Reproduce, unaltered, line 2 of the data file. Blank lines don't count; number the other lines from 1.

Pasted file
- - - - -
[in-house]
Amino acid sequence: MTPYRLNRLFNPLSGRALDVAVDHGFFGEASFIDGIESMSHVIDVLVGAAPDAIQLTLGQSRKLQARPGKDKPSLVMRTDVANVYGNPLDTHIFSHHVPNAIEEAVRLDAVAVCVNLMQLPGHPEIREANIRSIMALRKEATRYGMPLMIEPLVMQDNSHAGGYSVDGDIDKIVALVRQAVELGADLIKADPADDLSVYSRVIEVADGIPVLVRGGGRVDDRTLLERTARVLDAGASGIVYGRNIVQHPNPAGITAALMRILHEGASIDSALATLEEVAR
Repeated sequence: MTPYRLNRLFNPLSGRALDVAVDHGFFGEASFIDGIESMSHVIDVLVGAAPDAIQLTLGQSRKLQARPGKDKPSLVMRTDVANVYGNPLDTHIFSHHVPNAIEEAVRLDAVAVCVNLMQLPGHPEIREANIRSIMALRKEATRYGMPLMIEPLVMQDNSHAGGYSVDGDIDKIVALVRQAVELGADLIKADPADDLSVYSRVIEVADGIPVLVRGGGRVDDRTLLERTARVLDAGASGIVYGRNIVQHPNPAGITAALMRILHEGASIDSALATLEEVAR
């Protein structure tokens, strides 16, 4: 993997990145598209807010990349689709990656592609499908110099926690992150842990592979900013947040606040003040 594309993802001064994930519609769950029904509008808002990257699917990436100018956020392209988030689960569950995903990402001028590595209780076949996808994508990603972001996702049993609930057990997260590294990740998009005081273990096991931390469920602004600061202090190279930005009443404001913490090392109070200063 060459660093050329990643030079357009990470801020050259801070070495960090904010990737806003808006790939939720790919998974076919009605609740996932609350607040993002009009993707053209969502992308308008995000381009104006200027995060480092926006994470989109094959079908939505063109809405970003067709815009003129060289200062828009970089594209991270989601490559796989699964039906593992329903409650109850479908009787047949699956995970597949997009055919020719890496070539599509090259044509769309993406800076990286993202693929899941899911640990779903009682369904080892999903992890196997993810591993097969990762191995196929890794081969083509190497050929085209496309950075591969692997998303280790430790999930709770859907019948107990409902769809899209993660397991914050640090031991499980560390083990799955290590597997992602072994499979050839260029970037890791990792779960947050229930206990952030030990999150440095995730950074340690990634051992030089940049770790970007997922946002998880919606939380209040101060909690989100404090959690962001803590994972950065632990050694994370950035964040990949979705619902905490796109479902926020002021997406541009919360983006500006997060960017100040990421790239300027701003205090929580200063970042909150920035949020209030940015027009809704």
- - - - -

Amino acid sequence: MTPYRLNRLFNPLSGRALDVAVDHGFFGEASFIDGIESMSHVIDVLVGAAPDAIQLTLGQSRKLQARPGKDKPSLVMRTDVANVYGNPLDTHIFSHHVPNAIEEAVRLDAVAVCVNLMQLPGHPEIREANIRSIMALRKEATRYGMPLMIEPLVMQDNSHAGGYSVDGDIDKIVALVRQAVELGADLIKADPADDLSVYSRVIEVADGIPVLVRGGGRVDDRTLLERTARVLDAGASGIVYGRNIVQHPNPAGITAALMRILHEGASIDSALATLEEVAR